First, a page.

Inflammatory Bowel Disease (IBD) in Dogs
bowel disease (IBD) occurs when a dog’s stomach and/or intestine becomes home
to an unusually high number of inflammatory cells. These cells cause changes in
the lining of the digestive tract, which inhibit the normal absorption and
passage of food.
It is important to note that although some of the symptoms may be similar, IBD
is not the same as irritable bowel syndrome, which is caused by psychological
stress rather than a physiological abnormality.
What Causes IBD?
The cause of inflammatory bowel disease is not well understood. In fact,
veterinarians are not positive that IBD is even technically a disease-it might
be the body’s defensive response to other conditions. Any number of variables
may contribute to the development of IBD in dogs, including genetics, food
allergies, parasites, bacteria or an abnormal immune system. It can often be
difficult to determine the exact underlying cause of IBD in an individual
animal, so a veterinarian may base future care on how a pet responds to
What Are the General Symptoms of IBD?
Chronic vomiting is a common sign if the inflammation is affecting a dog’s
stomach and/or upper intestine. Long-term diarrhea that may contain blood or
mucus may be due to inflammation of the colon. Clinical signs may come and go,
and sometimes the entire gastrointestinal tract is affected. A dog may also
lose his appetite, seem melancholy, run a fever or lose weight.
How Is IBD Diagnosed?
Your veterinarian may suspect IBD after evaluating your dog’s symptoms, but
the only definitive way to diagnose inflammatory bowel disease is through a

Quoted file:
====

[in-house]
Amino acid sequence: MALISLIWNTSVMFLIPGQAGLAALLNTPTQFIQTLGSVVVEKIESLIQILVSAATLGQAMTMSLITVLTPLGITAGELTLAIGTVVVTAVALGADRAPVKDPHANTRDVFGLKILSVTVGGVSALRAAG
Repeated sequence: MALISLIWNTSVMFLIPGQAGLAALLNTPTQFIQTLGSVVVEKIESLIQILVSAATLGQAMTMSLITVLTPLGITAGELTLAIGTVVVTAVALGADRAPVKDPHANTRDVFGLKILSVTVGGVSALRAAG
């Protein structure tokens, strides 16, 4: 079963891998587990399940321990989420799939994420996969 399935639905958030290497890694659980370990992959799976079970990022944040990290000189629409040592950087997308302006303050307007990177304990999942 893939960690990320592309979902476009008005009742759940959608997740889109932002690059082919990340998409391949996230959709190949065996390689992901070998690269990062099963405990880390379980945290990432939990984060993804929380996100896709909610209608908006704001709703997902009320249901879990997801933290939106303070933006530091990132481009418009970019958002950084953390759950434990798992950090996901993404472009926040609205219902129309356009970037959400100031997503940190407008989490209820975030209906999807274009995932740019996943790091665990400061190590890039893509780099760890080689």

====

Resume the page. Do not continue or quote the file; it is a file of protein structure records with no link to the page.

biopsy. This is usually is performed only after other conditions that might be
causing the dog’s symptoms, like parasites or organ diseases, are ruled out.
The biopsy can reveal the quantity and type of inflammatory cells in the
Blood work, radiographs, ultrasound and microscopic fecal examination are often
recommended prior to performing a gastrointestinal biopsy.
Which Dogs Are Prone to IBD?
While any dog can have IBD, breeds that seem particularly prone are
basenjis, soft-coated wheaten terriers, shar-peis and German shepherds.
How Is IBD Treated?
There is no cure for IBD-it can only be controlled through diet modification
and medications prescribed by your veterinarian. Finding the right combination
that works for each animal usually involves quite a bit of trial-and-error. It
is important to be patient during this process and work closely with your
veterinarian so that any necessary modifications in the treatment routine can
be made. The good news is that some dogs are eventually able to stop taking
medicine every day and might need it only during bad episodes.
When Is It Time to See the Vet?
Please see your veterinarian if your dog has chronic diarrhea
or vomiting, or experiences weight loss, loss of appetite or unusual